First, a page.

The prophet Habakkuk himself is a bit of an enigma. We know nothing of him apart from his book except for a strange reference to him in the apocryphal, “Bel and the Dragon.” The text seems to indicate that he prophesied around 609-605 B.C., shortly after the death of Josiah. Josiah was one of the few godly kings of Judah. He conducted a religious reform that included destroying the idol shrines, repairing the temple, and cleansing its courts of the corrupt religious practices of the day. His work didn’t last long or go very deep, unfortunately.

After his death in 609 B.C., Josiah’s son Jehoiakim came to the throne, and Jehoiakim had none of his father’s redeeming qualities. He was an irreconcilable enemy of Habakkuk’s contemporary, Jeremiah. It seems that the godless attitudes and wicked behavior which were present in his royal house filtered down to lesser officials and, finally, to the people themselves. It is this condition in society that Habakkuk was concerned about.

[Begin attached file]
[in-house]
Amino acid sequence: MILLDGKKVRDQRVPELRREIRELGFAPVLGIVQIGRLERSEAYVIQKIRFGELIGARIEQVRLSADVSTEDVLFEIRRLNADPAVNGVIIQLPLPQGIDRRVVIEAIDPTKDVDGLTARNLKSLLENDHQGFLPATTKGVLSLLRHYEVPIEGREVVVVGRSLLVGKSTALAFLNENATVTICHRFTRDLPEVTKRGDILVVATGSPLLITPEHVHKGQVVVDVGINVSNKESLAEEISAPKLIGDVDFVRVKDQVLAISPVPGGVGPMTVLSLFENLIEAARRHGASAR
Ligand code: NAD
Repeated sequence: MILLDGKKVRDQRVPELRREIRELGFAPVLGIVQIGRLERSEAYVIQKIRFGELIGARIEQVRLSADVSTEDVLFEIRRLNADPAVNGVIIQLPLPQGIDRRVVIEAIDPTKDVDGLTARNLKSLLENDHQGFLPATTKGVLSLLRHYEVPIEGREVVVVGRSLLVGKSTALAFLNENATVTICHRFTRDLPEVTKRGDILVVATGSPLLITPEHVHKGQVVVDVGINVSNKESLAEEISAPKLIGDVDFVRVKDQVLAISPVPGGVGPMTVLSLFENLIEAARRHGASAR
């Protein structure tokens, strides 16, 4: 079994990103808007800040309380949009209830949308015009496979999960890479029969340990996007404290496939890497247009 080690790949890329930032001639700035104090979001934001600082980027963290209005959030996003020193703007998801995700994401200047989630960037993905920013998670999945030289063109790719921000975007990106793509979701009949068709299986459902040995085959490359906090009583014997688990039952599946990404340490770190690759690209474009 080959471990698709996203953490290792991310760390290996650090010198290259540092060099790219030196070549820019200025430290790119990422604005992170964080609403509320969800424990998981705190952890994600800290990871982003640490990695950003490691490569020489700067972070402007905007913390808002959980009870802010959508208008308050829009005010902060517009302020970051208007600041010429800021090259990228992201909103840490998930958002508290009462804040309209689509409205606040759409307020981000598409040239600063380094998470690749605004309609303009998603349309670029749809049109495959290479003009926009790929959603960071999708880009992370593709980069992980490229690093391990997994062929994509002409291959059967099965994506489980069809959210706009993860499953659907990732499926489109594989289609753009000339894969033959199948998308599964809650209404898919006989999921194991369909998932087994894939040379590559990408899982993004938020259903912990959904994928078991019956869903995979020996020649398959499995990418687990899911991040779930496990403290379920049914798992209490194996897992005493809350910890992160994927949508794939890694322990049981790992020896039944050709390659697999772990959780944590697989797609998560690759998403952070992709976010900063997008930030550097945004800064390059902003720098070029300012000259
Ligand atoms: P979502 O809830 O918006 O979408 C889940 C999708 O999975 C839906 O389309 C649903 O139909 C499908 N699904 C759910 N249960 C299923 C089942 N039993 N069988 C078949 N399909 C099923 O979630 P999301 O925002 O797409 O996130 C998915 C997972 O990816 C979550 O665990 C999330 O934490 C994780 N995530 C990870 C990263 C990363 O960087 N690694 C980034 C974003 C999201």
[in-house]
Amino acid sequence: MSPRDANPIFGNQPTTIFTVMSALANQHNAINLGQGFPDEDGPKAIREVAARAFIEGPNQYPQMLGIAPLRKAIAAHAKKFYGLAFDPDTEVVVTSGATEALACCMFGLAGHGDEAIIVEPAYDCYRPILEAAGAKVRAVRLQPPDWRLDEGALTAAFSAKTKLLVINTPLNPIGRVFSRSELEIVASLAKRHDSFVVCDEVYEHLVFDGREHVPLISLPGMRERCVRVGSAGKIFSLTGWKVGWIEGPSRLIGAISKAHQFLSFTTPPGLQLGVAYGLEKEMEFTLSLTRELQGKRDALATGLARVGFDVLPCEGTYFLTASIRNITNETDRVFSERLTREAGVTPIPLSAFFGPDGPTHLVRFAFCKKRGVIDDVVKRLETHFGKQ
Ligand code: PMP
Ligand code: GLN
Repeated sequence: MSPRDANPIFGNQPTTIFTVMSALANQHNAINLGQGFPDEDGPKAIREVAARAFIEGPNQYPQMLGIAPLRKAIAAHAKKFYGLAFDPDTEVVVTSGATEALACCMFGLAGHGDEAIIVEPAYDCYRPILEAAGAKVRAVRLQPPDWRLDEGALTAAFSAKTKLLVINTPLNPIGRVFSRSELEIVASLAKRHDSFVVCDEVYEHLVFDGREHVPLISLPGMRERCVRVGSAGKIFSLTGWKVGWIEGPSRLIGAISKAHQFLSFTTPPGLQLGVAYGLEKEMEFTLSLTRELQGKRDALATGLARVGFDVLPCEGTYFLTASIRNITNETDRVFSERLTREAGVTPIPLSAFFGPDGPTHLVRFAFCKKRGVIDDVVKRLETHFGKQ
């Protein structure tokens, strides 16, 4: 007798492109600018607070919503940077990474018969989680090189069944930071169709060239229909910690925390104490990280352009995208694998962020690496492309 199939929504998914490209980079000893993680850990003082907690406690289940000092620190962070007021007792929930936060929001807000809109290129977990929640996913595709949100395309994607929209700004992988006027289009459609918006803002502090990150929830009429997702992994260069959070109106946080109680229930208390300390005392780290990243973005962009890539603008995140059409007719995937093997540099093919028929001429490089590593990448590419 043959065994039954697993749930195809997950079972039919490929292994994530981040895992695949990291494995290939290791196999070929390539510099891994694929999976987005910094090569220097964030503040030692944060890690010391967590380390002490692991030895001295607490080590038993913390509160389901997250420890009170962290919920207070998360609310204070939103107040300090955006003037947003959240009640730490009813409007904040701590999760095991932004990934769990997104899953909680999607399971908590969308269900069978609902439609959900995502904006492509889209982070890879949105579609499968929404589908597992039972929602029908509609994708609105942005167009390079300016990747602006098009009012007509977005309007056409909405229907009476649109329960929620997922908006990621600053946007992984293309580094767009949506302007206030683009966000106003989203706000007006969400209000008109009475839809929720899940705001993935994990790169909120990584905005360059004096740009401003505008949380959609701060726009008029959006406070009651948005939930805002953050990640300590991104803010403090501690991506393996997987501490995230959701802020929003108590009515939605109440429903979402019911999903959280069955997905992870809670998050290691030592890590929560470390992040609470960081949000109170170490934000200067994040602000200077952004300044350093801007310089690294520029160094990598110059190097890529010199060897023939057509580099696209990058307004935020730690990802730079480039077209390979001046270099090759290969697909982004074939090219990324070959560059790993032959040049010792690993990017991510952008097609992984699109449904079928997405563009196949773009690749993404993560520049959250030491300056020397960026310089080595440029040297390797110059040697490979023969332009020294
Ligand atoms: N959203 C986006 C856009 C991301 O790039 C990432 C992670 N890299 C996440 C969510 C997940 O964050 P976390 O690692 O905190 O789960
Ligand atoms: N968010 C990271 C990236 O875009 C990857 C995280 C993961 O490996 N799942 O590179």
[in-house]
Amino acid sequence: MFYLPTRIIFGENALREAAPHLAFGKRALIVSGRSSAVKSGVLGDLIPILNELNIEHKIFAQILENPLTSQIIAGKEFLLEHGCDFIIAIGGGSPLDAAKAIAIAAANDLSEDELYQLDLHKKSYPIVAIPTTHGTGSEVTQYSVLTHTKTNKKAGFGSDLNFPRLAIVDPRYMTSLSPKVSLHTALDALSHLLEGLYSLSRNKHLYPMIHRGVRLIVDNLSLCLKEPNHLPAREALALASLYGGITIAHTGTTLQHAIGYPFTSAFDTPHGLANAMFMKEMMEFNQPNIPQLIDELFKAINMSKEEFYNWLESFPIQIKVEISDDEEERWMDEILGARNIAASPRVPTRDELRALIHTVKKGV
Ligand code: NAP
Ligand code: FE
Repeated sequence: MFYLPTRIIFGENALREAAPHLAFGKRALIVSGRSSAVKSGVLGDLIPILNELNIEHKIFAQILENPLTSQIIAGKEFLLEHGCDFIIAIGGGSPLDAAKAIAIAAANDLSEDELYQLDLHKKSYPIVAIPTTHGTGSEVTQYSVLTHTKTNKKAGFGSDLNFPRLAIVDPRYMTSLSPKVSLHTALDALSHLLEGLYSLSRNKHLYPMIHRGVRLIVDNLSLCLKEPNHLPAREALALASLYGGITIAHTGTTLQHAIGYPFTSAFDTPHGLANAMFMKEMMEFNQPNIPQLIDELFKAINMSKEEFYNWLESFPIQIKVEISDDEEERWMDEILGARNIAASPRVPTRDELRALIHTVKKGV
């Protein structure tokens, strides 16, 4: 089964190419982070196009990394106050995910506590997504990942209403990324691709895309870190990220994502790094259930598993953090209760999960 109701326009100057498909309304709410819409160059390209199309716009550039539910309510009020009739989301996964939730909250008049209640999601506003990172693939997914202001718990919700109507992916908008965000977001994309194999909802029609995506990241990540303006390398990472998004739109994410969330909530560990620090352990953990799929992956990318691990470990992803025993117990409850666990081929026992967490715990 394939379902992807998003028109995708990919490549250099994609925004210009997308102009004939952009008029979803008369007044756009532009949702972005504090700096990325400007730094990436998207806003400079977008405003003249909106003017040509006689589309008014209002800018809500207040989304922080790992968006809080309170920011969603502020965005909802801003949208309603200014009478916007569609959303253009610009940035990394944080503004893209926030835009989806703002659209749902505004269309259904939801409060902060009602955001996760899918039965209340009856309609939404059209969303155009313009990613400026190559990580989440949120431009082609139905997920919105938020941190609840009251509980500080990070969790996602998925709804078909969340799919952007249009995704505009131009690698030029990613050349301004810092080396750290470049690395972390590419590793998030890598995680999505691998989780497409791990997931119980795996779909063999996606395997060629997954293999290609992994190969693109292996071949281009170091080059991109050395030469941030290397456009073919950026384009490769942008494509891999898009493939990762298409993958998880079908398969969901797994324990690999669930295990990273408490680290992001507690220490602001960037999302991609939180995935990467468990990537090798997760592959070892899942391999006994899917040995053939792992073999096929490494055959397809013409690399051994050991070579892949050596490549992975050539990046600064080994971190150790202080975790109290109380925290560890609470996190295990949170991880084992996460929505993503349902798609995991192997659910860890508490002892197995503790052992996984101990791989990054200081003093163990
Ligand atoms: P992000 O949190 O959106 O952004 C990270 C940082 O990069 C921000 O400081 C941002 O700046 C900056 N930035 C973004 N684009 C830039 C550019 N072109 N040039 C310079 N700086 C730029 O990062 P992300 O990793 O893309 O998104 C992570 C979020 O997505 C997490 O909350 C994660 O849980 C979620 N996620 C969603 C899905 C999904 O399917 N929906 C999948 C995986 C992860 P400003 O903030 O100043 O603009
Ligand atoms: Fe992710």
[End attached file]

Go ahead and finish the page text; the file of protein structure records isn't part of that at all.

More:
Habakkuk begins by complaining that he has been praying to God for a long time to stop the violence and injustice in Judah, but God has not answered. Upset that wickedness, strife, and oppression are rampant in Judah while God seemingly does nothing, he cries out, “O Lord, how long shall I cry for help, and You will not hear? Or cry to You ‘Violence!’ and You will not save?” (Habakkuk 1:2).

This is not the only time that Scripture records such a cry from the lips of God’s people. The apostle John reports that he saw the souls of those who had been killed for their faithful witness to God’s Word. He heard those martyrs calling out in a loud voice, “O Sovereign Lord, holy and true, how long before You will judge and avenge our blood on those who dwell on the earth?” (Revelation 6:10).